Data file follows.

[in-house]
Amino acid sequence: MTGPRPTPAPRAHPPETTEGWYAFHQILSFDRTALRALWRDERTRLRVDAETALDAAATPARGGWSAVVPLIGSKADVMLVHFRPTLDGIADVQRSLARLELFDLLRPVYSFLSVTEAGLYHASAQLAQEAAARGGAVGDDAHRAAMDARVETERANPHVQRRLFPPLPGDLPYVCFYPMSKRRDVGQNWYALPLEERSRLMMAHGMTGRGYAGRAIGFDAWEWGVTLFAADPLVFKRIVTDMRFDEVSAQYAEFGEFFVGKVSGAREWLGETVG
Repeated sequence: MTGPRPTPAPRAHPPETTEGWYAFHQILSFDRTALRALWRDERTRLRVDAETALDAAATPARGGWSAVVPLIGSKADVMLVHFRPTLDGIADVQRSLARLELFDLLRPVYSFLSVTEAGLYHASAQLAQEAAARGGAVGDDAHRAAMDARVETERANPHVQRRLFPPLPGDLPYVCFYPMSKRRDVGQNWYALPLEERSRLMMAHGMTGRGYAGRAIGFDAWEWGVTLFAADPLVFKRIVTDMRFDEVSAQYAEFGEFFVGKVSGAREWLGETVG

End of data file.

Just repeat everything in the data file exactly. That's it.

[in-house]
Amino acid sequence: MTGPRPTPAPRAHPPETTEGWYAFHQILSFDRTALRALWRDERTRLRVDAETALDAAATPARGGWSAVVPLIGSKADVMLVHFRPTLDGIADVQRSLARLELFDLLRPVYSFLSVTEAGLYHASAQLAQEAAARGGAVGDDAHRAAMDARVETERANPHVQRRLFPPLPGDLPYVCFYPMSKRRDVGQNWYALPLEERSRLMMAHGMTGRGYAGRAIGFDAWEWGVTLFAADPLVFKRIVTDMRFDEVSAQYAEFGEFFVGKVSGAREWLGETVG
Repeated sequence: MTGPRPTPAPRAHPPETTEGWYAFHQILSFDRTALRALWRDERTRLRVDAETALDAAATPARGGWSAVVPLIGSKADVMLVHFRPTLDGIADVQRSLARLELFDLLRPVYSFLSVTEAGLYHASAQLAQEAAARGGAVGDDAHRAAMDARVETERANPHVQRRLFPPLPGDLPYVCFYPMSKRRDVGQNWYALPLEERSRLMMAHGMTGRGYAGRAIGFDAWEWGVTLFAADPLVFKRIVTDMRFDEVSAQYAEFGEFFVGKVSGAREWLGETVG